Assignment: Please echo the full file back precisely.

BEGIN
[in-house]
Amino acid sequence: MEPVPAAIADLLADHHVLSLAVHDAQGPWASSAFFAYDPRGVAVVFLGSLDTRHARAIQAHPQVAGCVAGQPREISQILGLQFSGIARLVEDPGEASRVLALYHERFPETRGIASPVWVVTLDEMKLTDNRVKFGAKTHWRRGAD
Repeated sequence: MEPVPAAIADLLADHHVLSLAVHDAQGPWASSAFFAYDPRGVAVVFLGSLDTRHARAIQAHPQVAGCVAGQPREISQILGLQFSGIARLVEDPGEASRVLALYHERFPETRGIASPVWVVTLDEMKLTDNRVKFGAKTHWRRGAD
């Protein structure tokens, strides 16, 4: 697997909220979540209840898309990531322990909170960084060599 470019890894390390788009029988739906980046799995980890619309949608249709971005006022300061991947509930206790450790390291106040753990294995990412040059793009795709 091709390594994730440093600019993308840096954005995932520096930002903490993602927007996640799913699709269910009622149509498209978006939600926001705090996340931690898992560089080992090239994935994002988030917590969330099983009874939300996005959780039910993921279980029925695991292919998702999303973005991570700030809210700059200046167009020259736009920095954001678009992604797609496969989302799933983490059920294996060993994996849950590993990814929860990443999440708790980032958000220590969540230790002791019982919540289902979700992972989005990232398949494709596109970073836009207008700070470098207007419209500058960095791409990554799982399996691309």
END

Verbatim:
[in-house]
Amino acid sequence: MEPVPAAIADLLADHHVLSLAVHDAQGPWASSAFFAYDPRGVAVVFLGSLDTRHARAIQAHPQVAGCVAGQPREISQILGLQFSGIARLVEDPGEASRVLALYHERFPETRGIASPVWVVTLDEMKLTDNRVKFGAKTHWRRGAD
Repeated sequence: MEPVPAAIADLLADHHVLSLAVHDAQGPWASSAFFAYDPRGVAVVFLGSLDTRHARAIQAHPQVAGCVAGQPREISQILGLQFSGIARLVEDPGEASRVLALYHERFPETRGIASPVWVVTLDEMKLTDNRVKFGAKTHWRRGAD
């Protein structure tokens, strides 16, 4: 697997909220979540209840898309990531322990909170960084060599 470019890894390390788009029988739906980046799995980890619309949608249709971005006022300061991947509930206790450790390291106040753990294995990412040059793009795709 091709390594994730440093600019993308840096954005995932520096930002903490993602927007996640799913699709269910009622149509498209978006939600926001705090996340931690898992560089080992090239994935994002988030917590969330099983009874939300996005959780039910993921279980029925695991292919998702999303973005991570700030809210700059200046167009020259736009920095954001678009992604797609496969989302799933983490059920294996060993994996849950590993990814929860990443999440708790980032958000220590969540230790002791019982919540289902979700992972989005990232398949494709596109970073836009207008700070470098207007419209500058960095791409990554799982399996691309």